Chemistry in the News
Why E. coli move faster in syrup-like fluids than in water
Wed, 25 Nov 2015 11:32:36 EST
Swimming in a pool of syrup would be difficult for most people, but for bacteria like E. coli, it's easier than swimming in water. Scientists have known for decades that these cells move faster and farther in viscoelastic fluids, such as the saliva, mucus, and other bodily fluids they are likely to call home, but didn't understand why. New findings could inform disease models and treatments, or even help design microscopic swimming robots.
Chemical design made easier
Tue, 24 Nov 2015 14:35:10 EST
A metal-free process has been developed for the rapid synthesis of elusive small-molecule catalysts that promise to speed the making of novel chemicals, including drugs.
Atom-sized craters make a catalyst much more active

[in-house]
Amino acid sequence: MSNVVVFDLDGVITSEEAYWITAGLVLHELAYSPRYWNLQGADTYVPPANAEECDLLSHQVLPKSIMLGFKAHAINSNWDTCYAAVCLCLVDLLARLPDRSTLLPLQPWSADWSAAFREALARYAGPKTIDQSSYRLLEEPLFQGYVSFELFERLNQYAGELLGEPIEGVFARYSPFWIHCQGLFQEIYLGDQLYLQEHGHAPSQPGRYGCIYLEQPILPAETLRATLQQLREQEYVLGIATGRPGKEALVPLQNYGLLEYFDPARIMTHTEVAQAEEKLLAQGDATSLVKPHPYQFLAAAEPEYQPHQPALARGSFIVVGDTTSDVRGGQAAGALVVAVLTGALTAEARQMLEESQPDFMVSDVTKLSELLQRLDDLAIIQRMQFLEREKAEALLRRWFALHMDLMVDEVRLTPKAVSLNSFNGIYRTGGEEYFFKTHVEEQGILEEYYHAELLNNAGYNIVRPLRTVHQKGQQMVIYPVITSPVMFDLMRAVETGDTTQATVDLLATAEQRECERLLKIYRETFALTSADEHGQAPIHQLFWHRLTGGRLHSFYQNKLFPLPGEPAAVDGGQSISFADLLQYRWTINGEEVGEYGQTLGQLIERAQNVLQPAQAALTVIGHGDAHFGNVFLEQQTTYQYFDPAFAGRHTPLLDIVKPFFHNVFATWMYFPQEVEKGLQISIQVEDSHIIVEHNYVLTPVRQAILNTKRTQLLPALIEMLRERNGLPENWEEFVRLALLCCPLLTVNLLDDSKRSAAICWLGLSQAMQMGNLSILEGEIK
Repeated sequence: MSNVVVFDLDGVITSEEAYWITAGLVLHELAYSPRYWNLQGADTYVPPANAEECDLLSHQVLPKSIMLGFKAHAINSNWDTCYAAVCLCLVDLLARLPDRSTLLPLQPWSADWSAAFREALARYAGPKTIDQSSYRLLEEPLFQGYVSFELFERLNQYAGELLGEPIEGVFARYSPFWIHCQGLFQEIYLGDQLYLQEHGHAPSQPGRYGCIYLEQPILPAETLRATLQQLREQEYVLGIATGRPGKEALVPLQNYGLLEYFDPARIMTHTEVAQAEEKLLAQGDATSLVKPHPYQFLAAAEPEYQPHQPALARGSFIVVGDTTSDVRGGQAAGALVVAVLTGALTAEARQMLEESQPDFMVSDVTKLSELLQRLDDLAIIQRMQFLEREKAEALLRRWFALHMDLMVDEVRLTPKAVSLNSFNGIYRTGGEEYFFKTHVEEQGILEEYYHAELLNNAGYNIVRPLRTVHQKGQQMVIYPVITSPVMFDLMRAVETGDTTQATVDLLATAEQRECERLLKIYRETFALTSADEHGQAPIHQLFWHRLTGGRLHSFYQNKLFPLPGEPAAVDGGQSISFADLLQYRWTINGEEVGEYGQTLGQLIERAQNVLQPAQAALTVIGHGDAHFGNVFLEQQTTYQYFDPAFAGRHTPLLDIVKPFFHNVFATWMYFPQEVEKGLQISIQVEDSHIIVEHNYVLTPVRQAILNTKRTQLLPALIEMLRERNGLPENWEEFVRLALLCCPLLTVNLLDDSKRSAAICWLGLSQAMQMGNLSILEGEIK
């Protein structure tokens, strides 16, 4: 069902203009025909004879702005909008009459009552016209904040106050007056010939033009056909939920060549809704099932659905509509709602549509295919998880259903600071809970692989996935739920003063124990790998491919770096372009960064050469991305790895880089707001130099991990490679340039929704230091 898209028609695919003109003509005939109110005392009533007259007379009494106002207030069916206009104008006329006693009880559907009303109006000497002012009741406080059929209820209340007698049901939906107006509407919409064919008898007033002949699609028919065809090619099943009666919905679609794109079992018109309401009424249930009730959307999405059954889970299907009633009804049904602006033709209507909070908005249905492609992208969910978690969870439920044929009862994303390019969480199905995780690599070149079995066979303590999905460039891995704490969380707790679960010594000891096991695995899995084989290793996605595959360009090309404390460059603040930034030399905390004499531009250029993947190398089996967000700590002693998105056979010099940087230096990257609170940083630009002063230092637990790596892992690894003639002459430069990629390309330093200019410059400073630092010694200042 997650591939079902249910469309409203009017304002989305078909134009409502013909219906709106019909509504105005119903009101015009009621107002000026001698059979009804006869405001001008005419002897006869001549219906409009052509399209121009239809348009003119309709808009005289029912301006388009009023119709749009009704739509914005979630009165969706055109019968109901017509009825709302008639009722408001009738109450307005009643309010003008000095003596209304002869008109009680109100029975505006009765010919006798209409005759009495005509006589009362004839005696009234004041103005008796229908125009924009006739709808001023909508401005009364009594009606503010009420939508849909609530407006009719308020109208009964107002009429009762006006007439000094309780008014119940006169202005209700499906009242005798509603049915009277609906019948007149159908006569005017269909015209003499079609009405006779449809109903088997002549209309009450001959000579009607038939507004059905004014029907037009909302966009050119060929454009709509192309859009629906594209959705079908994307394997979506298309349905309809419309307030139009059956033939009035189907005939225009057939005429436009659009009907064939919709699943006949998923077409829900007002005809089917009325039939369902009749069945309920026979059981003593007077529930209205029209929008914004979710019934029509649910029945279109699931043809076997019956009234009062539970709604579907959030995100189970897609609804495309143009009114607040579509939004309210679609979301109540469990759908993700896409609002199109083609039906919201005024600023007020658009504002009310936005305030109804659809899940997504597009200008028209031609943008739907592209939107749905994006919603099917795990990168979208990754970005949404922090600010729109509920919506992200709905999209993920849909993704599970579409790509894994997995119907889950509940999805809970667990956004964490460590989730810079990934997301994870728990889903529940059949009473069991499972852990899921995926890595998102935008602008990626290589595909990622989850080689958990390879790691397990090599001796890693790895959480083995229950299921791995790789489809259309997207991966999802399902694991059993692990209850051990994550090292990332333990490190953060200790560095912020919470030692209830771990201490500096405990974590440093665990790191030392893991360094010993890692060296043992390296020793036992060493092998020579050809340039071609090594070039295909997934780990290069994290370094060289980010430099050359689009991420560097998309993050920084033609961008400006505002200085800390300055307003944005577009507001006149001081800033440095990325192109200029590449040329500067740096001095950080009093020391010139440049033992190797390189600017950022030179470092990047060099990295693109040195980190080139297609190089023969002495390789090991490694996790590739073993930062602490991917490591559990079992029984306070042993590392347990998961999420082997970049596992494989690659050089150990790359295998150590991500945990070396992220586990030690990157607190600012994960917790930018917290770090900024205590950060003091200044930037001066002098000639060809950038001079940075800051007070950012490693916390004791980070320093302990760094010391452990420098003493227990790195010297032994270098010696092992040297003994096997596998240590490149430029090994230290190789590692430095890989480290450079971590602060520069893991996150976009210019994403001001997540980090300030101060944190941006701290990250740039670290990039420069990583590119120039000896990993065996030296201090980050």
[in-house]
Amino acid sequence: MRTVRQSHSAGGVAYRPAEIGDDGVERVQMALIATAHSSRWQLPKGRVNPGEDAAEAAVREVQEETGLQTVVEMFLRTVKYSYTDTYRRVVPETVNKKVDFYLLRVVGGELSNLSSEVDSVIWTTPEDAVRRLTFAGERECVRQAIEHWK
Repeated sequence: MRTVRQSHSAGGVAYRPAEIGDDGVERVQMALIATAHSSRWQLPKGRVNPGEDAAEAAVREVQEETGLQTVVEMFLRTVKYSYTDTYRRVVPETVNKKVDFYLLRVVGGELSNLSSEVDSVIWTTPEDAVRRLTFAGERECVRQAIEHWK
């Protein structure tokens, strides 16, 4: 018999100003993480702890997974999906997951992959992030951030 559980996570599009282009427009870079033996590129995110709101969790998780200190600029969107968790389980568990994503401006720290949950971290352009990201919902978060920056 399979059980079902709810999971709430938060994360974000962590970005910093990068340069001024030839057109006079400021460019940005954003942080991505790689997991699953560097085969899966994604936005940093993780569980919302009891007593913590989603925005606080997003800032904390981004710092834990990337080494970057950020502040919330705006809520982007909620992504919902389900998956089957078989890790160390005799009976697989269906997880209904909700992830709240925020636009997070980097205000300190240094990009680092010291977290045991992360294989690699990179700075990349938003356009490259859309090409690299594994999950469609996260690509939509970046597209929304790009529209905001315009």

Mon, 23 Nov 2015 21:03:10 EST
Bombarding and stretching an important industrial catalyst opens up tiny holes on its surface where atoms can attach and react, greatly increasing its activity as a promoter of chemical reactions, according to a new study.
New, inexpensive way to clean water from oil sands production found
Mon, 23 Nov 2015 20:23:38 EST
A process to remove contaminants from oil sands wastewater has been found by researchers, which uses only sunlight and nanoparticles. They report that the process is more effective and inexpensive than conventional treatment methods.
Oily waste with natural radionuclides: Stimulates or inhibits soil bacterial community?
Mon, 23 Nov 2015 10:18:51 EST
Researchers have revealed both structural and functional changes of the microbial community resistant to and able to decompose oily wastes in soil. The experiment was dedicated to measuring carbon dioxide efflux, microbial biomass, and community structure for 120 d after application of radioactive oily wastes to the soil at the ratio 1:4. Both waste and soil samples were collected in Tatarstan, Russia.